When you come across various types of occupations, such as on tax records, census pages or even on some death certificates, it can be confusing because so many terms and trades are no longer commonly known.
Jobs that are outright obsolete or just go by different names now are hard to understand and won’t do you any good if you don’t know what they mean.
Actually knowing the proper occupation can be important and it can lead you to further records or documents for that individual. Even just simple curiosity can be enough to want to know what the heck a “daunsel” is. Also, people often took surnames based on their occupations so there can be further information in someone’s job for that.
Though there are hundreds of possible old job titles that you might find, these are the most common ones that you might discover in your genealogy research. Some can be slang terms, and wouldn’t be found on legal documents.
Acater – Similar to the modern “caterer”, this is someone who provided the goods for ships. They would supply food and other provisions to ships at dock.
Ackerman, Acreman – A for-hire farm worker. This would be someone that a farmer would hire to help with certain tasks, like ploughing or herding. Not the same as an actual farmer.
Apparitor – A low-level public official that handles tasks in civil court. They would serve summons and arrange for witnesses, for example.
Barker – Another name for a tanner, who turned hide into leather.
Boniface – Someone who kept an inn, or worked as a landlord to tenants.
Brightsmith – A type of metal worker.
Burgonmaster – Another term for a higher town official, similar to a mayor.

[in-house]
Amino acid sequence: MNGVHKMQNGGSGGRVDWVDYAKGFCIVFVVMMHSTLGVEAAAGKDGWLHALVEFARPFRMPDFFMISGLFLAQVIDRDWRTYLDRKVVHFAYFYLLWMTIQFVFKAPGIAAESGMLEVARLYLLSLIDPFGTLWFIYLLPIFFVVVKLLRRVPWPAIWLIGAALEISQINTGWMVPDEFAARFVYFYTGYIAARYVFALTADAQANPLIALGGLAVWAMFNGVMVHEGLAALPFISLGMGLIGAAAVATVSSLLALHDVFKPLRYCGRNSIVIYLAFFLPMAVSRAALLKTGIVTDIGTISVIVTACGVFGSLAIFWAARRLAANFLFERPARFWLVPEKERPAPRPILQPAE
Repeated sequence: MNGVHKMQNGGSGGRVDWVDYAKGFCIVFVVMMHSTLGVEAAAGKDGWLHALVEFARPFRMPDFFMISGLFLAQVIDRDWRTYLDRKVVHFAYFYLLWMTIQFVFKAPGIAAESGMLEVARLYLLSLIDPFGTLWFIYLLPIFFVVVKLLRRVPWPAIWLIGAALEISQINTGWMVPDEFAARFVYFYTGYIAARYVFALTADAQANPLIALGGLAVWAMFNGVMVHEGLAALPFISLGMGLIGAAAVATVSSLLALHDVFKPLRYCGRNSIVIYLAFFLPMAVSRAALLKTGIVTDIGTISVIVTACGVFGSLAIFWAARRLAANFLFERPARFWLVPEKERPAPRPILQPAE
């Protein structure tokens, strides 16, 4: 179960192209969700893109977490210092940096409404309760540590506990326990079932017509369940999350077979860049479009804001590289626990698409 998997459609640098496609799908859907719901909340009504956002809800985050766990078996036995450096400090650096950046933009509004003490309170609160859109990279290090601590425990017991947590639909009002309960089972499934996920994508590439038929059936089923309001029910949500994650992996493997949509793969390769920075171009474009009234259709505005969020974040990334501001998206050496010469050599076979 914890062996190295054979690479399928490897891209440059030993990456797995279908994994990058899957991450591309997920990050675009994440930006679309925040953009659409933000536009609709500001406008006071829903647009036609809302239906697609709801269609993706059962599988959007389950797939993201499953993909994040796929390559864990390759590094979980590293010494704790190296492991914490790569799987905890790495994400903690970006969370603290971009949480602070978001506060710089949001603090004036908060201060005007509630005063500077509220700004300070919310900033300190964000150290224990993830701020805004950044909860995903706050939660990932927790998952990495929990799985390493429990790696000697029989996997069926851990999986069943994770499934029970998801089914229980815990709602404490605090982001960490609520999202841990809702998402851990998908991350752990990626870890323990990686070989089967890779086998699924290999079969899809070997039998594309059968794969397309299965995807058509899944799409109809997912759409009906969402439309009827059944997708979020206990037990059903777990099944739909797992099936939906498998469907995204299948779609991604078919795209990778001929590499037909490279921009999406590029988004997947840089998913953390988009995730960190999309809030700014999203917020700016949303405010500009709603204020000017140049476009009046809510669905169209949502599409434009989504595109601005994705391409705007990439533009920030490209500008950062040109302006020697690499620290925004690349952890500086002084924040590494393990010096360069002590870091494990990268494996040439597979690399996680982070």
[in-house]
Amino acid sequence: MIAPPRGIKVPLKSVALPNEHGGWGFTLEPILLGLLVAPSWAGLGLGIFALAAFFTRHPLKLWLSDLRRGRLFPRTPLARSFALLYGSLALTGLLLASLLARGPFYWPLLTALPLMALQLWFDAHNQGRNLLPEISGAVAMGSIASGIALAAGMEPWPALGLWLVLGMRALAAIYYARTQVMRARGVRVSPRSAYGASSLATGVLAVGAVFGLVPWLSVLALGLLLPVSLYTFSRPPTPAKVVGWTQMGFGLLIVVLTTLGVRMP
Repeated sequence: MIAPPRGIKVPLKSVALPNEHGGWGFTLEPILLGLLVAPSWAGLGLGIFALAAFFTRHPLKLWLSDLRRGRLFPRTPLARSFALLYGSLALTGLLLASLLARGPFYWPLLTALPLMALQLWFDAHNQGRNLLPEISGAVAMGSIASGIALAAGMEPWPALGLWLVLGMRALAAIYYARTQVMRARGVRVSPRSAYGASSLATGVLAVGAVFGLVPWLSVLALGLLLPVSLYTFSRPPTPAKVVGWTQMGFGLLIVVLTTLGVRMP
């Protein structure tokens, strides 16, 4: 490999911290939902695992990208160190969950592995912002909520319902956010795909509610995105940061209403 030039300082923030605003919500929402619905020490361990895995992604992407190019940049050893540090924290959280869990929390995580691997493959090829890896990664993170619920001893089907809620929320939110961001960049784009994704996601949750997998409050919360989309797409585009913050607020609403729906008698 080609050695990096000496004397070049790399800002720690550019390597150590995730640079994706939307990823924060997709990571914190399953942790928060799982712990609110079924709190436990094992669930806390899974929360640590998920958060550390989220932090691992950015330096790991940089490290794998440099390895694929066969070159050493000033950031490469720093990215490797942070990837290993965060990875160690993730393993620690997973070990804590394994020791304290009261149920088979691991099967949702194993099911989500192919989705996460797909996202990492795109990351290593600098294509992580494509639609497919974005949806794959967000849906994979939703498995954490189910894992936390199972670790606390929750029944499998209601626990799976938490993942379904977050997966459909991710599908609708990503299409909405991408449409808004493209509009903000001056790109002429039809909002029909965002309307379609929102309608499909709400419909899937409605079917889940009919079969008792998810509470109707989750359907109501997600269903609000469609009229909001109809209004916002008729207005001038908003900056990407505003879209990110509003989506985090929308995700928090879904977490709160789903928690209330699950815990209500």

Cooper – A specific type of woodworker who makes or repairs wooden kegs, barrels or casks.
Costermonger – A lesser-known term for any sort of cart peddler who sold produce or fruit from a stall.
Daunsel – Someone who worked as a personal servant to a nobleman. Specific jobs such as a squire, groom or a gentleman-in-waiting could be labelled as daunsels.
Drummer – A traveling salesman or sales representative.
Duffer – Another type of salesman, typically known for selling cheap or shoddy merchandise.
Endholdernn – Another name for an inn keeper.
Fleshewer – A seller of meat, or an actual butcher.
Furner – A master baker, or one who owned/operated his own bakery.
Gatward – Someone who kept herds of goats.
Grecher – Another name for a general store-keeper.
Headborough – A low-level police official a local parish officer.
Kedger – Another name for a fisherman or a fishmonger.
Kempster – Someone who combed out raw wool for later spinning. One of the few occupations typically held by women.
Ordinary – This job name was used for several different types of public employment. Often for someone who ran an inn, restaurant or other kind of public house.
Pistor – A baker, or someone who just ground the flour.
Porcher – A pig farmer.
Raker – Someone who cleaned the street
Shrieve / Shriever – Another form of the word sheriff, for a higher ranking police official.
Tipstaff – A policeman or constable, that carried a metal-tipped staff as part of their uniform.
Wabster – A fabric weaver or cloth-maker.
Whitesmith – A tin-worker.
Yeoman – It’s generally used to describe a level of status, not really an occupation. Most often used to describe a land-owner of some kind.